Many students with visual impairments are not completely blind. A legally blind person may have 20/200 vision or less in their best eye after correction or a visual field of no more than 20°. The degree of visual impairment will determine the types of accommodations needed for each individual. Some individuals will be able to read with enlarged print, while others who are completely blind will need their textbooks and tests read for them.

Any student requiring an accommodation should present a letter from Department for Disability Support Services stating the current accommodations required. If a student approaches an instructor about accommodation, but has not presented a letter, please refer that student to the Department for Disability Support Services.

The most common accommodations for individuals with visual impairments are listed below:

  • Readers and/or scribes for examinations
  • Readers and/or scribes for text books
  • Extended test time
  • Taping of classes
  • Enlarged print and Braille tests and handouts
  • Assignment of another student to assist with laboratory experiments or other classroom activities

Following are tips for instructing students with visual impairments:

  • Talk while you teach. As you move around the classroom or point particular things out, verbalize what you are doing.
  • Use concrete examples. When trying to teach abstract concepts that might be difficult for someone with a visual impairment to grasp, couple those concepts with examples from real life experiences.
  • Do not raise your voice with students with visual impairments. It is common for many people to raise their voices when speaking to someone who is blind. Unless otherwise noted, these individuals have normal hearing.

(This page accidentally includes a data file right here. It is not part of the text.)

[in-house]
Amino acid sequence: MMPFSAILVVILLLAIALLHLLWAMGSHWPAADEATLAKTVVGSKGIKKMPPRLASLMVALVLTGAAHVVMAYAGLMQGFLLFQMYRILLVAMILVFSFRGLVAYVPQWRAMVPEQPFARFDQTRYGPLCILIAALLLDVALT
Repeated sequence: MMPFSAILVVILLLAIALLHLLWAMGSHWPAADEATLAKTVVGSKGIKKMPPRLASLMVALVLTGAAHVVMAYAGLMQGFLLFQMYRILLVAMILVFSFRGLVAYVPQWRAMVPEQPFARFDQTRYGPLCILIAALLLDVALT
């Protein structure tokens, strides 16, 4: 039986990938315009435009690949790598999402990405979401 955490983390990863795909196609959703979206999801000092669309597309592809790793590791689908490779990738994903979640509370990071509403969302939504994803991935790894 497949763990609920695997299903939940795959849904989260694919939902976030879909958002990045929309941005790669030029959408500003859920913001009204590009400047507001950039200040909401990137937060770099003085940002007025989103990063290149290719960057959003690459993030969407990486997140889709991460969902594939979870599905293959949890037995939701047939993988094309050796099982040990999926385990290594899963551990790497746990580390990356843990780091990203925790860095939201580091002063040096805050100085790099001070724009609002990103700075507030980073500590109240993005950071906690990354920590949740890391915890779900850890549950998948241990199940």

• Ask the student what they need. It is acceptable and advisable to speak individually with a student with a visual impairment.

Hearing Impairments

Not all students who are deaf or hearing impaired require the same types of services. Some students are able to verbalize while others rely on some form of sign language and interpreters.

The most common accommodations for students who are deaf or have hearing impairments are note taking during class, tutoring sessions, and interpreters during class. Occasionally, deaf students will request extended test time because of difficulties in comprehending written English. The Alternative Testing portion of this manual gives procedures for arranging this form of testing. It is important for deaf and hearing impaired students to choose their seats in the classroom to ensure their ability to hear or see their interpreter.

Any student requiring an accommodation should present a letter from Department for Disability Support Services stating the current accommodations required. If a student approaches an instructor about accommodation, but has not presented a letter, please refer that student to the Department for Disability Support Services.

As interpreters are frequently assisting students with hearing impairments in the classroom setting, the following guidelines are necessary:

  • Speak directly to the student, not to the interpreter
  • Do not discuss problems or concerns about a student with the interpreter
  • If there is a concern or question about the interpreting situation, talk to the interpreter before or after the class
  • When requesting questions/comments from the class, please allow additional time for the student(s) to receive the interpreted message
  • It is important not to speak too fast and to make sure that there is only one speaker at any given time

In addition to note takers, interpreters, and tutors, deaf and hearing-impaired students may also use assistive devices in the classroom. An adaptive library resource center is available at Joyner Library during regular library hours. Instructors are encouraged to make themselves familiar with these accommodating tools for learning. Following are a few of the assistive devices available to students with hearing impairments: